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Updated 21 February 2010
Fifty years of Armadale employment
Source: Studies of the Scottish shale oil areas, Vol 2: Mortality in the Scottish mining communities: Randall SC, Cowie HA, Hurley JF, Jacobsen M
"In Armadale my father counted 44 [chimneys] and I remember 38 and they were a' belching reek black smoke."
Courtesy of HAA: Early Memories extract interviewee: Davie Kerr
Birkenshaw mill processed locally grown flax.
Armadale Community Centre, built on the site of Armadale Abattoir
FIRECLAY and BRICKS
The Bricks of Bathville and Armadale: the Atlas, the Muir of Armadale, the Barbauchlaw, the Boghead and the Etna
Armadale has been a successful centre for the production of bricks, pipes and tiles, as well as other fireclay products. Local fireclays achieved an international reputation for their consistency as well as their high alumina content for heat resistance. By the 1970s, the fireclay industry declined so much that most Armadale works closed. However, the Etna works survived to be taken over by GISCOL Ltd (The Glasgow Iron and Steel Company) in 1983. In 1997, Caradale Traditional Brick Company was formed.
Atlas Firebrick Works
Atlas Firebrick Works
Atlas Firebrick Works
Atlas / Etna Works
Boghead Fireclay Works
Boghead Fireclay Works
Craigrigg Works Westfield
1882 - 1973
1882 - 1973
1880/1890 - 1970s
c1890 - 1947
c1890 - 1960
1897 - 1947
1897 - 1947
1897 - 1947
c1889 - 1930
1889 - 1922
c1938 - 1950s
(includes a photo of Armadale's gas-fired Hoffman kiln)
Snippets from the History of Bathville Brickmaking
1797: The area of lands and estate called Harestanes was part of the Hopetoun Estate until it was sold to William Davidson who changed the name to Bathville.
1859: Bathville's industry began with a background of coalmining. John Watson of Glasgow bought the Bathville site for about £10,500 and constructed a brickworks, which would use the fireclay that was being mined with the coal.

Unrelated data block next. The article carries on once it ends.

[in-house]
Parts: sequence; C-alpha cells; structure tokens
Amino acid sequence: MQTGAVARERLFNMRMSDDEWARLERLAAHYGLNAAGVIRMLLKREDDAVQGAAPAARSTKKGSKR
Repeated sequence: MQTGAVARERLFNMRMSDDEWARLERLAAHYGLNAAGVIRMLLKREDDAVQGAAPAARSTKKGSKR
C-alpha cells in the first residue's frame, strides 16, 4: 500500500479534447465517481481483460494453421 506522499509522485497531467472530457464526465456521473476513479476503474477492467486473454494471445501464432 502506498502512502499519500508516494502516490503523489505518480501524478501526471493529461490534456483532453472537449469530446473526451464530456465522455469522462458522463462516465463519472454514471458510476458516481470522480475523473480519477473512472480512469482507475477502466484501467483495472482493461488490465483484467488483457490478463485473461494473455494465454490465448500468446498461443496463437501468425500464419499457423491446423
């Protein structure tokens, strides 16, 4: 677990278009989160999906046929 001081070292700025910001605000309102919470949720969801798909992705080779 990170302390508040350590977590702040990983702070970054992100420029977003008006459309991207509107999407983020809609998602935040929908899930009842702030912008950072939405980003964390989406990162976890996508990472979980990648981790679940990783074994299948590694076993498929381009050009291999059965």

1862: There were 6 Bathville cottages which were termed 'Etna Cottages'.
1868: By this year, there was a firebricks works, pits, clay mines and an oil works.
1871: James Wood, a coalmaster from Paisley, started operating in the Bathville area.
1874: Although Watson's company became one of Lanarkshire's largest coalmasters, financial problems forced it to sell the Bathville brickworks to James Wood.
1882: Watson's brickworks reopened as Robertson & Love's Pipeworks.
1893 - 1894: James and William Wood formed James Wood Ltd to take over the interests in Drumpellier, Meiklehill, Neilston and Westrigg collieries together with Etna and Atlas Brickworks (Bathville Brickworks).
1895: James and William Wood had financial problems which caused their estates to be sequestered.
1897: On recovery and armed with capital of £6,000, they joined with Daniel Robertson, a firebrick manufacturer at Bathgate, to incorporate Robertson, Love and Co Ltd.
1898: Nine collieries were amalgamated under United Collieries Ltd. By the end of the century, Robertson & Love's Pipeworks had been joined by Bathville Brick & Fireclay Works, Barbauchlaw Brickworks and Etna Brickworks.
c1900: Robertson, Love and Co Ltd's sales catalogue (at the top of this page) has a picture showing the site with two large groups of buildings as well as four railway sidings. The gases from a number of beehive kilns as well as the three continuous Hoffman kilns were drawn off by six large and four smaller chimneys.